To all vets, military families and active duty service members, let me tell you with great certainty that the majority of U.S. citizens do not know us.
She runs the Women Veterans Program at Swords to Plowshare, and is the main mentor for all the women in the program. She also provides community education, and is an absolutely tireless advocate for women vets.
What would I do in this circumstance? Cruising along at 34,000', checking the weather in Los Angeles, sipping on a club soda, and on the horizon, a new sun grows out of the desert, all the nearby air and dust fleeing before it? Easy. I'd freak -- the hell -- out.
This Sunday on Who Do You Think You Are? (March 22, 2015 at 10/9c on TLC), Angie Harmon -- who always thought she was Greek, Irish and Native American -- makes some surprising discoveries about the Harmon branch of her family tree.
The Ayotzinapa families make it very clear that the disappeared students from the Ayotzinapa College are neither the first, nor the last, victims of a system that has institutionalized complicity between authorities and criminal organizations.
I promise you, generals have more things to do with their time, especially while overseas, than find a love interest back home. So stick to a few golden rules if ever one of these military Romeos comes a knockin':
The BDSP is based on a bedrock belief in how America should work: that the only strength that really matters is military and that a great country is one with the capacity to beat the bejesus out of everyone else.
In many ways, I grew up at the Pentagon. Our family never sat for a formal portrait. We didn't take snapshots at parties or picnics or on vacation. But what we do have is photo albums stuffed with pictures taken at the Pentagon as we protested there year after year after year.
The earlier in your career that you implement these tips, the sooner you'll achieve financial stability and the stronger your personal finances will be able to grow throughout your life.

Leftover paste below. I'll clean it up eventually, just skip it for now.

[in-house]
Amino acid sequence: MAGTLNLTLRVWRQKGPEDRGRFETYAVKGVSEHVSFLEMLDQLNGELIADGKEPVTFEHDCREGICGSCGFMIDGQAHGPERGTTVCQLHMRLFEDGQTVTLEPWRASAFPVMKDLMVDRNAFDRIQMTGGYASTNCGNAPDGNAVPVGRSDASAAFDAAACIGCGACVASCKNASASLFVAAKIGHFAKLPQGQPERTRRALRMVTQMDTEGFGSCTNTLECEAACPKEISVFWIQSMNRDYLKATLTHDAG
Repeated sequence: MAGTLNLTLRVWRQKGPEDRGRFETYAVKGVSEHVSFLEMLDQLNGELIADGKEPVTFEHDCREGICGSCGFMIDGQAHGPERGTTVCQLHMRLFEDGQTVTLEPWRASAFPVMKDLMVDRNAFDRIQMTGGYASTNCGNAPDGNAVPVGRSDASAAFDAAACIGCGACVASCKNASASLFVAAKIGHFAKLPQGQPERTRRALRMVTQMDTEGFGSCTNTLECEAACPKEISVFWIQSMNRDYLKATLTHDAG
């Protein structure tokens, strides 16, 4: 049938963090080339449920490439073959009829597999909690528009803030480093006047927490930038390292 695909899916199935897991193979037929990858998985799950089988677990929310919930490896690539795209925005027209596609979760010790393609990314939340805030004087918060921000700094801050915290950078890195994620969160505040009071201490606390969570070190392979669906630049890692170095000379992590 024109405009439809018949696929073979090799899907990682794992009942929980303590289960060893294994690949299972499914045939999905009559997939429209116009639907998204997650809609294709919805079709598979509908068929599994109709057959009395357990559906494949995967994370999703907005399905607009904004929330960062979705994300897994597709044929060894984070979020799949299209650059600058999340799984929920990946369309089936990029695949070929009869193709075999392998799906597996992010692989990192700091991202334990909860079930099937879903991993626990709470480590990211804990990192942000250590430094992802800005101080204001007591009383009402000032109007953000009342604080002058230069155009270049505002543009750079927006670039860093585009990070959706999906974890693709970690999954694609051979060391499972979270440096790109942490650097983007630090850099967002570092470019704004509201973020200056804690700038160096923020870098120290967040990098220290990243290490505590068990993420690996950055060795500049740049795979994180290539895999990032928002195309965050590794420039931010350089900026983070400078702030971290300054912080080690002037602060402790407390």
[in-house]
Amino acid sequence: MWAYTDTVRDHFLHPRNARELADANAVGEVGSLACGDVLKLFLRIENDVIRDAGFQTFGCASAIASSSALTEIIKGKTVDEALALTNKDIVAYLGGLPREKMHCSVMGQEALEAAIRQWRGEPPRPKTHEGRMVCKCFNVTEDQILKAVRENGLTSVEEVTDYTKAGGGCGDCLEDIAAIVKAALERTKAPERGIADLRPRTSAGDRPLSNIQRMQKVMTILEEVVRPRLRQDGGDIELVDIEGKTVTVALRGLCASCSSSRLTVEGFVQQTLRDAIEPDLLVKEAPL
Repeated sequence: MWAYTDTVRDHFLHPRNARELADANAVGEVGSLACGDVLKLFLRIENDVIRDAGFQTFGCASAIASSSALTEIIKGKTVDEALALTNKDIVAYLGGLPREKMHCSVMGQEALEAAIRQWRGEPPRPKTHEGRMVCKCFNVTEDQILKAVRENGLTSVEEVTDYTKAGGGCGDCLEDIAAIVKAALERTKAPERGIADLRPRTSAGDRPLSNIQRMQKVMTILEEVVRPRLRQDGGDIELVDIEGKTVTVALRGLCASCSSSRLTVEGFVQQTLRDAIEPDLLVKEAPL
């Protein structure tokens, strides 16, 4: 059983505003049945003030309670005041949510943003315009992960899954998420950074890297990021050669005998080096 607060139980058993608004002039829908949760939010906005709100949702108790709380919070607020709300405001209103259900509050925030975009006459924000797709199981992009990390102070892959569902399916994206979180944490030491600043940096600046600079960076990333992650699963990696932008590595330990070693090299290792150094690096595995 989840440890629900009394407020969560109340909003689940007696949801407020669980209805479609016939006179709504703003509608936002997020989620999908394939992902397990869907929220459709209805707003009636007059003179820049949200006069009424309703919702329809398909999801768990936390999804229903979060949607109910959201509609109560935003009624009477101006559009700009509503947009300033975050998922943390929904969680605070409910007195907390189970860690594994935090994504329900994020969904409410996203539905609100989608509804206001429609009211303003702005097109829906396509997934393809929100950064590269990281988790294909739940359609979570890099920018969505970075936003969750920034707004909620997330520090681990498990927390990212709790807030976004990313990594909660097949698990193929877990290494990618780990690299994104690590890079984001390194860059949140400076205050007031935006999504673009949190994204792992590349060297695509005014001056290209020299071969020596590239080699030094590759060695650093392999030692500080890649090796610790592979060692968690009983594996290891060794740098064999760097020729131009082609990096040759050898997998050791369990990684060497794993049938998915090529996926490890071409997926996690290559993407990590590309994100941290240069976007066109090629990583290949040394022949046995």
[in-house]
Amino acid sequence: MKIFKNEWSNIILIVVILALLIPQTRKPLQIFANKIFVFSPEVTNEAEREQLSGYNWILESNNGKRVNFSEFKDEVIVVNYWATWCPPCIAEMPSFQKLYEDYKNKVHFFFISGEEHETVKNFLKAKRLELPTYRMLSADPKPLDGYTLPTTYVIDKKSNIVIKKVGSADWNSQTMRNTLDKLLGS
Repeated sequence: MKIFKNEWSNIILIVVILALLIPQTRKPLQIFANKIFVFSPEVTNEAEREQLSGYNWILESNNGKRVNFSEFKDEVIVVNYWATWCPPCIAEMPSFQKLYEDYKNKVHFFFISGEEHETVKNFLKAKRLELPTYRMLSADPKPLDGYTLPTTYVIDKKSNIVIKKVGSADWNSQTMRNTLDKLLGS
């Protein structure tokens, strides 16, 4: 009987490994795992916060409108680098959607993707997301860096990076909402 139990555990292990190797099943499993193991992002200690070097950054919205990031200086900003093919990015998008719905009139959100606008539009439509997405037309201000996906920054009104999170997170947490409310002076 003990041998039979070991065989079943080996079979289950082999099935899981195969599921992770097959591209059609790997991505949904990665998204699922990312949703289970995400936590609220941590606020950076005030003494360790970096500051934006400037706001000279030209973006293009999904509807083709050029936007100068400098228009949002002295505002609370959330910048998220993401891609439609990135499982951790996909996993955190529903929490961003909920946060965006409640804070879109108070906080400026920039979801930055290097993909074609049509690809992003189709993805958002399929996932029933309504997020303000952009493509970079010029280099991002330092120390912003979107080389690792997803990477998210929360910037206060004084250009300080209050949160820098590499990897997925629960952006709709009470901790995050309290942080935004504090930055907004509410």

In Poland, even when we lost 30 soldiers in Iraq, this war was not so controversial in public opinion. In Afghanistan, since the time when we increased our troops in 2007, public opinion has been largely negative. It became even more skeptical with the Obama policy and the surge. And now we have 41 soldiers who died in Afghanistan.
More than a decade of intense experience with drones teaches us at least one salient lesson: our robot warriors make war in the usual sense of the term, but in another way as well. They are not a military solution to a problem, but a significant part of that problem.
The cold, hard reality? We can project that approximately 250,000 - 300,000 service members will be making the transition to civilian life annually through 2017. And this concerns me.
HOLY S--T! Sorry for the outburst, but this is the pilot's greatest fear. Even beyond enemy aces, missile batteries, or parachuting into a sea of sharks with frickin' laser beams attached to their heads!
President Thein Sein, who is a former military leader himself, declared a three-month state of emergency in the Kokang self-administered zone in the northern part of Shan state, which shares border with China's Yunnan province.
Just think of where we could be as a nation if some of the people spending years in prison for a nonviolent drug offense could have, instead, studied sustainable architecture or climate change adaptation?
In the weeks to come, Americans will bear witness to congressional hearings and debates over presidential war powers. And despite the lack of proof that ISIS poses a direct threat to the homeland, we'll hear a lot of talk about emergent dangers and military necessity.